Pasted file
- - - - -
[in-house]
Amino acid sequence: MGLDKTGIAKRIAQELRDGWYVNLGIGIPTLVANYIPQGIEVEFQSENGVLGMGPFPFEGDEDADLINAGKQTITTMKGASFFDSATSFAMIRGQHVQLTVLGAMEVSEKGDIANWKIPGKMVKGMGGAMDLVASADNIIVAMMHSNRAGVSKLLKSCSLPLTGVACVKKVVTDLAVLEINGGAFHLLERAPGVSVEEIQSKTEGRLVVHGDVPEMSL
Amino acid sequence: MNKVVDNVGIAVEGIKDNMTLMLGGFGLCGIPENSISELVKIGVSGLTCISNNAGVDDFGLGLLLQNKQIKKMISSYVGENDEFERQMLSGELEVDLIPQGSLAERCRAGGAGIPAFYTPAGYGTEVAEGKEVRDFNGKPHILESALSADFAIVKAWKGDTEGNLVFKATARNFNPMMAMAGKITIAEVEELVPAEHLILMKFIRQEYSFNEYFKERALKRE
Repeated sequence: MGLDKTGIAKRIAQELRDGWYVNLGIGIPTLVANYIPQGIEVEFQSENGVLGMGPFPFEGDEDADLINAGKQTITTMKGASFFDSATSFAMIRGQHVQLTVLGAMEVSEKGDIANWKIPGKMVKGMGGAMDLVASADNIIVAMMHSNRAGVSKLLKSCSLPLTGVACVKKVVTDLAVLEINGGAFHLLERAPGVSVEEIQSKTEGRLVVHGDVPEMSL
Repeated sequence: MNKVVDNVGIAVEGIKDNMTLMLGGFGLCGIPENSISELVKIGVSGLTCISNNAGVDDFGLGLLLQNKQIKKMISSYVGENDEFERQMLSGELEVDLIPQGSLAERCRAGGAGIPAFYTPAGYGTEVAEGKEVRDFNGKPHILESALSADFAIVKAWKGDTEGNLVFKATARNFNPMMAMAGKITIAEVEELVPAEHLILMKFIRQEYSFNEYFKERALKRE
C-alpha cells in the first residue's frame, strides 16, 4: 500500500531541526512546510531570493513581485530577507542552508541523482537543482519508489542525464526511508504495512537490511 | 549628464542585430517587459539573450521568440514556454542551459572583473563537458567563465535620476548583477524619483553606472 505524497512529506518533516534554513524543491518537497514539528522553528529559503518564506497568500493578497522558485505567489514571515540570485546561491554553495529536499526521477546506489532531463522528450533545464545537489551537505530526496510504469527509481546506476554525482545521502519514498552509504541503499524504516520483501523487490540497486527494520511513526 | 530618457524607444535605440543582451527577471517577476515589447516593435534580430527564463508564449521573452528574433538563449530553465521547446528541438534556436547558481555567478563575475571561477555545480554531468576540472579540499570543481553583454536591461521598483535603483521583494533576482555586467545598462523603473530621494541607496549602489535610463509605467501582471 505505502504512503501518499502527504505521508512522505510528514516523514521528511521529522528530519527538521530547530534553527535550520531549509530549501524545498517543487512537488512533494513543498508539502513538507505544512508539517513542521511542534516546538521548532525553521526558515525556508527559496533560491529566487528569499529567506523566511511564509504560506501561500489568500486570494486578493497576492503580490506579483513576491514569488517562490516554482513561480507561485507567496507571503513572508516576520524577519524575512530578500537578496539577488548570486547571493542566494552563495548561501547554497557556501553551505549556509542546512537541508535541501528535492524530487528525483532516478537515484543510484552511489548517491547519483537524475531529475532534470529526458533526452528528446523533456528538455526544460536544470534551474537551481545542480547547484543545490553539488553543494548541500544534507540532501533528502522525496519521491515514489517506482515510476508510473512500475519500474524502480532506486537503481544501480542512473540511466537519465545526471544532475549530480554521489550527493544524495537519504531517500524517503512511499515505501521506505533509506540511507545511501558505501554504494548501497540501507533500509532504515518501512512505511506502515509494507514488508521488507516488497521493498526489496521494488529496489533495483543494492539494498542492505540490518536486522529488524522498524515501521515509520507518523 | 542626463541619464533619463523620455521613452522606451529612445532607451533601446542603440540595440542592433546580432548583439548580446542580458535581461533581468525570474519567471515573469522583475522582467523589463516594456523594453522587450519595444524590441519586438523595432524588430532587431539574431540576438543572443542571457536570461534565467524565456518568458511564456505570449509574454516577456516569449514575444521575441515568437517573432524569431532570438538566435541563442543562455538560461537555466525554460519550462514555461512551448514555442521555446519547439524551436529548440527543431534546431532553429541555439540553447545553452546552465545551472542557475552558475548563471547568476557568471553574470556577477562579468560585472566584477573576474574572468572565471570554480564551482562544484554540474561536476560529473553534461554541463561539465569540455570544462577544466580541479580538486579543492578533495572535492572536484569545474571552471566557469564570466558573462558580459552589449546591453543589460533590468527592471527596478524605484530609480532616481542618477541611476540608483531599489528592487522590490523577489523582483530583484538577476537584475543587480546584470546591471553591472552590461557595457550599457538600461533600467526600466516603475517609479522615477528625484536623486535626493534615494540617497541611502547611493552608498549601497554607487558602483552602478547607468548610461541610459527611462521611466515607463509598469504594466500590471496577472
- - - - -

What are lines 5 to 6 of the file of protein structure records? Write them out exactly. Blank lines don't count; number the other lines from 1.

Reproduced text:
Repeated sequence: MNKVVDNVGIAVEGIKDNMTLMLGGFGLCGIPENSISELVKIGVSGLTCISNNAGVDDFGLGLLLQNKQIKKMISSYVGENDEFERQMLSGELEVDLIPQGSLAERCRAGGAGIPAFYTPAGYGTEVAEGKEVRDFNGKPHILESALSADFAIVKAWKGDTEGNLVFKATARNFNPMMAMAGKITIAEVEELVPAEHLILMKFIRQEYSFNEYFKERALKRE
C-alpha cells in the first residue's frame, strides 16, 4: 500500500531541526512546510531570493513581485530577507542552508541523482537543482519508489542525464526511508504495512537490511 | 549628464542585430517587459539573450521568440514556454542551459572583473563537458567563465535620476548583477524619483553606472 505524497512529506518533516534554513524543491518537497514539528522553528529559503518564506497568500493578497522558485505567489514571515540570485546561491554553495529536499526521477546506489532531463522528450533545464545537489551537505530526496510504469527509481546506476554525482545521502519514498552509504541503499524504516520483501523487490540497486527494520511513526 | 530618457524607444535605440543582451527577471517577476515589447516593435534580430527564463508564449521573452528574433538563449530553465521547446528541438534556436547558481555567478563575475571561477555545480554531468576540472579540499570543481553583454536591461521598483535603483521583494533576482555586467545598462523603473530621494541607496549602489535610463509605467501582471 505505502504512503501518499502527504505521508512522505510528514516523514521528511521529522528530519527538521530547530534553527535550520531549509530549501524545498517543487512537488512533494513543498508539502513538507505544512508539517513542521511542534516546538521548532525553521526558515525556508527559496533560491529566487528569499529567506523566511511564509504560506501561500489568500486570494486578493497576492503580490506579483513576491514569488517562490516554482513561480507561485507567496507571503513572508516576520524577519524575512530578500537578496539577488548570486547571493542566494552563495548561501547554497557556501553551505549556509542546512537541508535541501528535492524530487528525483532516478537515484543510484552511489548517491547519483537524475531529475532534470529526458533526452528528446523533456528538455526544460536544470534551474537551481545542480547547484543545490553539488553543494548541500544534507540532501533528502522525496519521491515514489517506482515510476508510473512500475519500474524502480532506486537503481544501480542512473540511466537519465545526471544532475549530480554521489550527493544524495537519504531517500524517503512511499515505501521506505533509506540511507545511501558505501554504494548501497540501507533500509532504515518501512512505511506502515509494507514488508521488507516488497521493498526489496521494488529496489533495483543494492539494498542492505540490518536486522529488524522498524515501521515509520507518523 | 542626463541619464533619463523620455521613452522606451529612445532607451533601446542603440540595440542592433546580432548583439548580446542580458535581461533581468525570474519567471515573469522583475522582467523589463516594456523594453522587450519595444524590441519586438523595432524588430532587431539574431540576438543572443542571457536570461534565467524565456518568458511564456505570449509574454516577456516569449514575444521575441515568437517573432524569431532570438538566435541563442543562455538560461537555466525554460519550462514555461512551448514555442521555446519547439524551436529548440527543431534546431532553429541555439540553447545553452546552465545551472542557475552558475548563471547568476557568471553574470556577477562579468560585472566584477573576474574572468572565471570554480564551482562544484554540474561536476560529473553534461554541463561539465569540455570544462577544466580541479580538486579543492578533495572535492572536484569545474571552471566557469564570466558573462558580459552589449546591453543589460533590468527592471527596478524605484530609480532616481542618477541611476540608483531599489528592487522590490523577489523582483530583484538577476537584475543587480546584470546591471553591472552590461557595457550599457538600461533600467526600466516603475517609479522615477528625484536623486535626493534615494540617497541611502547611493552608498549601497554607487558602483552602478547607468548610461541610459527611462521611466515607463509598469504594466500590471496577472